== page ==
The Tour of Britain is extending its reach this year by starting in Glasgow and running down the cen
The 2005 Tour of Britain was unveiled in the heart of Central London this morning by race directors, Tony Doyle and Mick Bennett. In front of an invited audience at the seat of the Mayor of London, the impressive City Hall on the banks of the river Thames, the route of the 2005 edition of the revived race was revealed.
The six-day race begins in Glasgow on Tuesday, August 30, and climaxes in Westminster on the afternoon of Sunday, September 4. In between, the race makes its way through the Scottish Borders, the Lake District and the Peak District, before two criterium races on the final weekend, the first in
central Birmingham and the final stage in central London.
Stage one will take the 16 teams from Glasgow to Castle Douglas, on a 114-mile route. After a transfer to Carlisle, the second stage of 100 miles finishes in Blackpool, while stage three, from Leeds to Sheffield,
climbs both Holme Moss and Snake Pass on a hilly 104-mile route.
The sprinters can be expected to shine on the fourth stage, of 115 miles, from Buxton to Nottingham, and the final two days will see the two city centre races in Birmingham and London.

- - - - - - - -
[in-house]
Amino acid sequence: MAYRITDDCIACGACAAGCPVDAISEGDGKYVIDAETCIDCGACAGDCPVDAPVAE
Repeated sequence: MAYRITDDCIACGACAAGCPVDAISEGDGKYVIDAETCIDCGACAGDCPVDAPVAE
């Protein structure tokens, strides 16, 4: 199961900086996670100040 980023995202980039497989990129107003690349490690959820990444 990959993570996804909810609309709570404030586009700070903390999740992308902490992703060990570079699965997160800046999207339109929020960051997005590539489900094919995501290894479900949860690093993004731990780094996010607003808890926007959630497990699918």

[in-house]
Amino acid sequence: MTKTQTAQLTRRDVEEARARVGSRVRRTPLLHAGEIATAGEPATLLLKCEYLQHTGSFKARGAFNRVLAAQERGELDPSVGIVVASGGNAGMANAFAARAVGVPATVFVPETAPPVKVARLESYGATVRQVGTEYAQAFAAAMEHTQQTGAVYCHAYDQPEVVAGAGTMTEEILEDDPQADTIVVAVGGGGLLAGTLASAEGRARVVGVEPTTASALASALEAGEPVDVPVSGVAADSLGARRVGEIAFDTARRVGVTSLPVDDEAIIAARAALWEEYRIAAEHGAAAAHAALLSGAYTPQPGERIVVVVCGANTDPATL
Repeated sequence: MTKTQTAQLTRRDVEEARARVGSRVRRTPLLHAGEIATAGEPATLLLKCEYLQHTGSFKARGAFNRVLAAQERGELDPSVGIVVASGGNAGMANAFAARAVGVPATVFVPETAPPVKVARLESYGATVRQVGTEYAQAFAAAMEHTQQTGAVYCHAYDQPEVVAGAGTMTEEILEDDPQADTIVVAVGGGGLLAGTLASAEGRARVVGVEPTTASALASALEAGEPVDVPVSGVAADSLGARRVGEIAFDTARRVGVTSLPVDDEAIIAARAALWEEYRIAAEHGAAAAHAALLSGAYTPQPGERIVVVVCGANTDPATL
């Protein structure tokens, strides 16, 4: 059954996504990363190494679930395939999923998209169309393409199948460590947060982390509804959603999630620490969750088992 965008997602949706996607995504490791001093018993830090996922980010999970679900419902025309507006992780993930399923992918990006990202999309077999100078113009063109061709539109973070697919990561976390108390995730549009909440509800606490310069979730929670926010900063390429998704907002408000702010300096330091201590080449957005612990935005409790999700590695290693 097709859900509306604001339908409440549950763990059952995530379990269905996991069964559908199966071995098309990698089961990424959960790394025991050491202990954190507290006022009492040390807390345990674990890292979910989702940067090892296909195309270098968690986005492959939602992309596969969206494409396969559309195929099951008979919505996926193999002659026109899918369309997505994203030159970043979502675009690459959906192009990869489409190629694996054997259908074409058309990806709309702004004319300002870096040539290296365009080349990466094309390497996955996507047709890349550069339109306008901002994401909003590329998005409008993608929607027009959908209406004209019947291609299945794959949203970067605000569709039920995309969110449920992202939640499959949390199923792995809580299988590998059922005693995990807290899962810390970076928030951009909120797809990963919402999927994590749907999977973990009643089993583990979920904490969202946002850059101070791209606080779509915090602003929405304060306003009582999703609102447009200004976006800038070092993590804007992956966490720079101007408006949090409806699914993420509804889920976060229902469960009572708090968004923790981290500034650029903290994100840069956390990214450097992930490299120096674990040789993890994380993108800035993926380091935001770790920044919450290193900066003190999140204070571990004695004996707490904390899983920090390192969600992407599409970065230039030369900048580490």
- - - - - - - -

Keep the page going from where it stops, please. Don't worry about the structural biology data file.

With plenty of support from London bodies and presumably those of all the local authorities concerned, the 2005 Tour of Britain will hope to build on the success of last year’s race, which, despite some initial glitches, managed to attract big crowds to the roadside.
So what’s missing? Well, in the spirit of constructive criticism, the absence of a time trial in favour of two city centre criteriums, however spectacular the Westminster climax might be, is a pity. And the
continuing emphasis on finishes in busy city centres on weekday afternoons will also give rise to concern over policing and traffic issues among some onlookers.
But those criticisms are perhaps churlish; the Tour of Britain is a welcome and necessary addition to the British sporting calendar. There is now a platform for growth and it is to be hoped that in future years as the
race develops, the race direction will become more adventurous and design more exciting routes. The Deutschland Tour in Germany is a perfect example
of a race that has followed this pattern of steady growth.
For the moment it seems, summit finishes in Snowdonia or the Peak District remain a long way off. Meanwhile, for the British road racing fan, it is a
case of be thankful for what we’ve got…
Stage 1, Tuesday Aug 30: Glasgow-Castle Douglas, 114 miles
Stage 2, Wednesday Aug 31: Carlisle-Blackpool, 100 miles
Stage 3, Thursday Sept 1: Leeds-Sheffield, 104 miles
Stage 4, Friday Sept 2: Buxton-Nottingham, 115 miles
Stage 5, Saturday Sept 3: Birmingham circuit, 35 miles
Stage 6, Sunday Sept 4: London circuit, 35 miles